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FLED is that feafon of delight,
In which my heart from morn 'till night
Its fimple story joy'd to tell;
you approv'd, and—all was well.
Breathe (not unheard) the hope-mix'd fear
Such was my happy lot of yore;
Such lot, alas! is mine no more.
To love, and in
Now all is chang'd; if at your feet
With dull cold smile you bid me rife;
While anger flashes from your eyes.
Those eyes once Love and
With fofter radiance could inspire:
Mild luftre once their orbs could dart ;
Now all is chang'd-except my heart!
ON LEAVING A FAVOURITE RESIDENCE.
farewell! And with thee too adieu,
Joys left as foon as tafted! They are gone, Even like some pleasant dream by hasty dawn Scar'd from the lover's pillow: Fast they flew,
And long will they be abfent. I meanwhile
The lonely hour. But me whate'er betide,
Through fmiling feas-on Her may profperous fate, With its long train of changeless raptures, wait!
ON THE SAME SUBJECT.
GROVES, that of late I lov'd so well, adieu !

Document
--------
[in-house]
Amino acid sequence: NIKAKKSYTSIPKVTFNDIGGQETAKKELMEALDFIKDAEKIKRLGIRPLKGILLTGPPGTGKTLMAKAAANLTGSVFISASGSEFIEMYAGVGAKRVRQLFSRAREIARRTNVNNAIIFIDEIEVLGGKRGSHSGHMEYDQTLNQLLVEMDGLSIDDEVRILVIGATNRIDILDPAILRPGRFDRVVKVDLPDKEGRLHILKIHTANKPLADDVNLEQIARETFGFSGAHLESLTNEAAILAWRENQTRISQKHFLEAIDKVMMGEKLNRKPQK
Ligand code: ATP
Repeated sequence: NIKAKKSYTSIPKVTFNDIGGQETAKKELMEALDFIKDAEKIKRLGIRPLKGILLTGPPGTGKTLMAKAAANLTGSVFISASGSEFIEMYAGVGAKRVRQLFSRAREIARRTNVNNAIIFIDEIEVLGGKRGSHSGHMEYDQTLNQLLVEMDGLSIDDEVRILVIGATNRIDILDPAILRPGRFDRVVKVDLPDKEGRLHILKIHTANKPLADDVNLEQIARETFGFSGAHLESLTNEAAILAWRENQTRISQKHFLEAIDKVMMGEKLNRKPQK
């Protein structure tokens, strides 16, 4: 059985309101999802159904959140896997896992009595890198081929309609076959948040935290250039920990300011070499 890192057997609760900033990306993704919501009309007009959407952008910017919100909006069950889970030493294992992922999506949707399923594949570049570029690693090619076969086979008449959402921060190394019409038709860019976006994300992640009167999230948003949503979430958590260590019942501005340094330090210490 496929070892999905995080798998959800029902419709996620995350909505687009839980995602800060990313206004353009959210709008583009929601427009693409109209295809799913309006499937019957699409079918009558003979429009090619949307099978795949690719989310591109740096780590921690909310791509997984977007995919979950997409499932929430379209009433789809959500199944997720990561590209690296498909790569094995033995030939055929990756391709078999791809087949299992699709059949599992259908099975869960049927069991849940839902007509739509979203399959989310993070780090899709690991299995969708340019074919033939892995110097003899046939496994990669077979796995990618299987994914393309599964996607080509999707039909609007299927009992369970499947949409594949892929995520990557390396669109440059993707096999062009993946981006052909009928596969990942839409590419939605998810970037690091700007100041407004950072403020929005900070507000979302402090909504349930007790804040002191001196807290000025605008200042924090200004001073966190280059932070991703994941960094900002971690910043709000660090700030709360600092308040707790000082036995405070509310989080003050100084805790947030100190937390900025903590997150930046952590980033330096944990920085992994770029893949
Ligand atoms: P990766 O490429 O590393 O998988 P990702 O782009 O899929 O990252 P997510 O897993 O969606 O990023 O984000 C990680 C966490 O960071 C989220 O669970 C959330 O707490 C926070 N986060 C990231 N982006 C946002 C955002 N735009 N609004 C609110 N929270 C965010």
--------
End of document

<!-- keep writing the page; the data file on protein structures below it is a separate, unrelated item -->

Dear to my foul, accept its parting figh:
Yet oft fhall Memory your loft shades review,
There was a time when through your bowers to rove, And with untutor'd fingers touch the lyre;
My breast unvifited of other love,
Than fuch as PHŒBUS and his train inspire,
Delighted me, Ah! Time of bliss, return
With healing on thy wings!-In vain I cry : Deftin'd in hopeless mifery to mourn,
In vain I roam beneath another sky;
And 'mid new scenes the fugitive explore :
WRITTEN AT MATLOCK.
as through thy cliff-fprung woods I rove (Still pausing, while I muse on Youth's brief day: How faft his fhadowy raptures fleet away; How oft his heart, that seat of faithful love,
Is doom'd to love in vain) my anguish'd mind
-But 'tis the season's wreck: Not unforeseen,
Scarce had my May begun her foft career,
IN times fo long paft (though I still am but young)
That I scarcely their transports can trace, Enraptur'd I caught the soft lifp of thy tongue; And totter'd-for then I but totter'd-along, To clasp thee in childish embrace.
As we grew up together, each day I beheld,
Thy yesterday's beauties by new ones excell'd;
My heart :-Could I offer thee more ?
Even now, when the fever of youth is gone by,
Oh! come then and give me, dear Maiden, thy charms;
For life is alas! on the wing:
Our fummer ere long will be fled; in these arms
Let me fhield thee, my Fair One, from winter's alarms:
Oh! listen to love, while 'tis spring.